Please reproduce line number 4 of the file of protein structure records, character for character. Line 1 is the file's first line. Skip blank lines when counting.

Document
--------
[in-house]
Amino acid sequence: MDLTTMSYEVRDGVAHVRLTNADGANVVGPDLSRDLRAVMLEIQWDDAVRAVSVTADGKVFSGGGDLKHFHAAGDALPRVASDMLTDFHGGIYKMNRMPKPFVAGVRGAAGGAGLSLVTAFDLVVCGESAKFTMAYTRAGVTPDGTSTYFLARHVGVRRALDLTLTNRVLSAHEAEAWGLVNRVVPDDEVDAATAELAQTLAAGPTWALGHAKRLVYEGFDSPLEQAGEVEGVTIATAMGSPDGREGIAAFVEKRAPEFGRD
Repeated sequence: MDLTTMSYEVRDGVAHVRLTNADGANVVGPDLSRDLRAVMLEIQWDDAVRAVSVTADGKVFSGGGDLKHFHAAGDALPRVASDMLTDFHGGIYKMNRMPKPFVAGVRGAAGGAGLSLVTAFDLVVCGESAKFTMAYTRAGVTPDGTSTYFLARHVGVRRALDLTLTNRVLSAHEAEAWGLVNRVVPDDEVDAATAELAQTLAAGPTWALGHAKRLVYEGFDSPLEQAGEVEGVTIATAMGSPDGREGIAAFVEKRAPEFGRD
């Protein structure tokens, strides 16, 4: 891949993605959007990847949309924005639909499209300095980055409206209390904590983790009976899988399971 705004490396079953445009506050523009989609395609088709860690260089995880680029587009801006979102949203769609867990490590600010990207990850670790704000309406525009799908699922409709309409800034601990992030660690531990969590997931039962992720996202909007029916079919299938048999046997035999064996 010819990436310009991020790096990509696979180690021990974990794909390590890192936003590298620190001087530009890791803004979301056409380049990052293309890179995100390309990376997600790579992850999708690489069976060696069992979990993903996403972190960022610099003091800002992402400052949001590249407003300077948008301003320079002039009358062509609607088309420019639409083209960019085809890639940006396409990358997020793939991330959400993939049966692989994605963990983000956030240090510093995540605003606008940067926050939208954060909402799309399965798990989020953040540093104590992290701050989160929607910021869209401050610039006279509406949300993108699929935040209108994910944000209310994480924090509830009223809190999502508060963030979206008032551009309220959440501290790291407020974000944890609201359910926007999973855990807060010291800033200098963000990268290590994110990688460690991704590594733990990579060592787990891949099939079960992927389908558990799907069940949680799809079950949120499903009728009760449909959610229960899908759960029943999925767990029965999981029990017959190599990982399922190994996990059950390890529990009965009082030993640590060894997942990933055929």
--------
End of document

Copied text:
């Protein structure tokens, strides 16, 4: 891949993605959007990847949309924005639909499209300095980055409206209390904590983790009976899988399971 705004490396079953445009506050523009989609395609088709860690260089995880680029587009801006979102949203769609867990490590600010990207990850670790704000309406525009799908699922409709309409800034601990992030660690531990969590997931039962992720996202909007029916079919299938048999046997035999064996 010819990436310009991020790096990509696979180690021990974990794909390590890192936003590298620190001087530009890791803004979301056409380049990052293309890179995100390309990376997600790579992850999708690489069976060696069992979990993903996403972190960022610099003091800002992402400052949001590249407003300077948008301003320079002039009358062509609607088309420019639409083209960019085809890639940006396409990358997020793939991330959400993939049966692989994605963990983000956030240090510093995540605003606008940067926050939208954060909402799309399965798990989020953040540093104590992290701050989160929607910021869209401050610039006279509406949300993108699929935040209108994910944000209310994480924090509830009223809190999502508060963030979206008032551009309220959440501290790291407020974000944890609201359910926007999973855990807060010291800033200098963000990268290590994110990688460690991704590594733990990579060592787990891949099939079960992927389908558990799907069940949680799809079950949120499903009728009760449909959610229960899908759960029943999925767990029965999981029990017959190599990982399922190994996990059950390890529990009965009082030993640590060894997942990933055929």